Formality: Firstly, let’s look at the ending of this expression. The の (no) adds more emotion to the expression. It tells the listener that you care that little bit extra. You could say どうした?(dou shi ta) without the の (no), however, depending on the situation, it could come across as somewhat cold. Note, that this expression is a casual one. If you’re speaking to a colleague, manager or stranger, for instance, you’ll need to be polite. You can do this by changing the expression to どうしましたか (dou shi mashita ka).

How Are You Doing/How Is It Going?


How are you doing


  • How is it going?
    genki ni shiteiru?

In a situation when you haven’t seen a friend in a while you might want to ask them how they’ve been. Say for instance you’ve just bumped into a friend you haven’t seen for a few weeks. As an initial greeting, you might call their name, and then immediately ask, 元気にしている (genki ni shiteiru). In this situation, we can translate it as something similar to “hey, how’s it going?” in English. If you want to sound even more natural, you could throw in a 久しぶり (hisashiburi) after you say their name. 久しぶり (hisashiburi) means “Long time no see” in Japanese. The whole phrase would sound something like this:

{name}! 久しぶり! 元気にしている?

{name}! hisashiburi! genki ni shite iru?

You can use this phrase as a very friendly informal greeting in Japanese.

If you’re interested, take a quick glance at this video for a deeper explanation!


Jumping back to 元気にしている (genki ni shite iru), let’s break it down a little so we can better understand it. The phrase has three components.

  1. 元気 (genki) – a noun that means “lively, full of spirit, well” You can check a full explanation on this page at the top. 元気 is the first entry.
  2. に (ni) – is a Japanese grammar particle that has many variations. I recommend this ultimate guide for full explanations on the uses of に should you need it. In this case, に connects the noun to the verb.
  3. している (shite iru) – is the present progressive form of the verb する (suru), which means “to do.”

Combing these components together we have a phrase that can literally be translated as “doing well?”  in Japanese. Or, as in Japanese we frequently omit pronouns, it translates as”Are you doing well?” in Japanese.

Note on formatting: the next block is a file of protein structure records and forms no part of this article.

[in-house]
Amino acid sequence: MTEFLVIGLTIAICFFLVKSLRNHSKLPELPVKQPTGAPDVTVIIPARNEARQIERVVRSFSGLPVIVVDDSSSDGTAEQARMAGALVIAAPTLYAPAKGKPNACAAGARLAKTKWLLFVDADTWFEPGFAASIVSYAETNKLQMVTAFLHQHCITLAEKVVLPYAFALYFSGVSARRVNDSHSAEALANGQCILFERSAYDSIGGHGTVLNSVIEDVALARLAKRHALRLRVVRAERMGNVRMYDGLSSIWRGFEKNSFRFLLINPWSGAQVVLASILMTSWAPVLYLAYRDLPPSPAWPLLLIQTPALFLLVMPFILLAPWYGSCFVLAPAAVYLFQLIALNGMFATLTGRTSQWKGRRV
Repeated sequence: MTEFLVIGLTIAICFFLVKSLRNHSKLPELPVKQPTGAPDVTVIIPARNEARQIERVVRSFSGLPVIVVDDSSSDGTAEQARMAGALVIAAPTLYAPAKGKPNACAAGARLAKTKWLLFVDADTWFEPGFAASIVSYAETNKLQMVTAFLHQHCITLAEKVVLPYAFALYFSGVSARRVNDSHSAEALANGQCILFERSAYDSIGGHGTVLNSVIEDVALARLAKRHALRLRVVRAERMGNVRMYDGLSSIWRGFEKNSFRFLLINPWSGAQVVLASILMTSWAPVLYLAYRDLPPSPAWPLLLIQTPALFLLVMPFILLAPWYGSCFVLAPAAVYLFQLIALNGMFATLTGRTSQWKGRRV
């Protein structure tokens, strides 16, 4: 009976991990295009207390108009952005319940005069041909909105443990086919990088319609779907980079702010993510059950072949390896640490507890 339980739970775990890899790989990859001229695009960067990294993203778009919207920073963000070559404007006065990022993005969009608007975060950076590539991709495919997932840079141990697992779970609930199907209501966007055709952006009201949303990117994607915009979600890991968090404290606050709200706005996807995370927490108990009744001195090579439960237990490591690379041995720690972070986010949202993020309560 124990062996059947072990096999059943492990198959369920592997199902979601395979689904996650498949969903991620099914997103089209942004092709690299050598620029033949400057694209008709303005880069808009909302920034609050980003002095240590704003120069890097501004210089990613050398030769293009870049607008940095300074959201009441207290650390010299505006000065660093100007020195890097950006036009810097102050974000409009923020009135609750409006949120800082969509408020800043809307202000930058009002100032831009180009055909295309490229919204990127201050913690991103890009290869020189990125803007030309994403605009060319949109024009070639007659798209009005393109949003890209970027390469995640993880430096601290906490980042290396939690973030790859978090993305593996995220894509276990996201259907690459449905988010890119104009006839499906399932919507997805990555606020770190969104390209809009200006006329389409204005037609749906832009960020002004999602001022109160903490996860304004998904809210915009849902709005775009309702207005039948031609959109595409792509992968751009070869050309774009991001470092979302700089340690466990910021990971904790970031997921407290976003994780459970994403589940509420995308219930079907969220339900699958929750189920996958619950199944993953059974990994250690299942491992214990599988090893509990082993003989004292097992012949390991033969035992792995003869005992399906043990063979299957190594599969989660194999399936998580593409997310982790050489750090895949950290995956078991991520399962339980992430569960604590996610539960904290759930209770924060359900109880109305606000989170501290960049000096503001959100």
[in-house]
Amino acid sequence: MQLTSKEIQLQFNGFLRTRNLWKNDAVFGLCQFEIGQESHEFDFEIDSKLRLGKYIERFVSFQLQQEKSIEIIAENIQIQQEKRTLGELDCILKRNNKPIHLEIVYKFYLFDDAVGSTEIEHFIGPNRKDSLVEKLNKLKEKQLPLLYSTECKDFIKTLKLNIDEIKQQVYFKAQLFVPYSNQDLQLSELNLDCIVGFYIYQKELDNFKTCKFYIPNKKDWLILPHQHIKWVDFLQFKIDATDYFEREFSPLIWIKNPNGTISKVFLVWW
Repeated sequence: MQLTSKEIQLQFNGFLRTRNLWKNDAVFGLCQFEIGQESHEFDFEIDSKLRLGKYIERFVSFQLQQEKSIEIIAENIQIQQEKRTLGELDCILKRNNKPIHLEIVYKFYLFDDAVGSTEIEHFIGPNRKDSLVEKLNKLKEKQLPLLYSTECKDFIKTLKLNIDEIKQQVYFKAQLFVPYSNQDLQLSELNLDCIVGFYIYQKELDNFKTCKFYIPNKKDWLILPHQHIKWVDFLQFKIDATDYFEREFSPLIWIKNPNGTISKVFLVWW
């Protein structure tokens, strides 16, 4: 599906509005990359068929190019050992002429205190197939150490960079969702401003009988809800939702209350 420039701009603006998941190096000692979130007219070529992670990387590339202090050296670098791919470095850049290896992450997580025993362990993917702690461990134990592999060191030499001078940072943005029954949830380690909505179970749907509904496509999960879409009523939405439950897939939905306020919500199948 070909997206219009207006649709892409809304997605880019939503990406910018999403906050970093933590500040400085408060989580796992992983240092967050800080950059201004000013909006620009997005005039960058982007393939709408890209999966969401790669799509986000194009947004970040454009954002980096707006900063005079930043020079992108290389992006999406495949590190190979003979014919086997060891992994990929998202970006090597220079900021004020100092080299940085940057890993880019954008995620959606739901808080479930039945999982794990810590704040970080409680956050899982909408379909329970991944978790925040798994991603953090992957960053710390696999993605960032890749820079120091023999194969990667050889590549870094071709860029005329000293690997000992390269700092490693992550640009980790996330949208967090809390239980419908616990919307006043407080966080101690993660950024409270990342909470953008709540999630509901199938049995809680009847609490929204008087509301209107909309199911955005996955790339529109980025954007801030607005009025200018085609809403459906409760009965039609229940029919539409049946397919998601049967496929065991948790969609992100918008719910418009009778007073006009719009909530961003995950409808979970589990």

Polite How Are You Doing in Japanese

  • How are you doing?
    ika ga desu ka?

This is a very formal expression that we use in Japanese when we need to be polite. This expression is perfect to use when speaking with managers, teachers, someone who is of a higher status, or with people who you don’t know too well. いかがですか (ika ga desu ka) is pronounced as [ee-kah-gah-dess-kah]. With other expressions such as 元気 (genki), people will instantly understand that you are asking them about their condition/how they are feeling. Whereas いかがですか (ika ga desu ka) points towards something different. A literal translation of this expression would be “How is (X) going?” or “How is (something)?”

When you ask someone いかがですか (ika ga desu ka), you need to state the topic in which you are asking them about. To make your question more clear you need to mention the topic. This way people will understand what it is exactly you’re asking them about. For instance, you could ask someone “How is work going?” in Japanese. Firstly the word for “work” in Japanese is 仕事 (shi-go-to). After you have introduced the topic, (in this case, work), before you say いかがですか (ika ga desu ka), you always have to insert the topic marker particle.

The topic marker particle tells the listener that the preceding word is the topic of the sentence. The topic marker particle in Japanese is は, pronounced as [wah]. So the complete phrase is:


shigoto ha ika ga desu ka

You can simply swap the noun of the sentence for any other of your choice. To ask how one’s baby was doing in Japanese for instance, you  swap the word for “work,” for “baby.” The Japanese word for baby is 赤ちゃん (aka chan).

赤ちゃん はいかがですか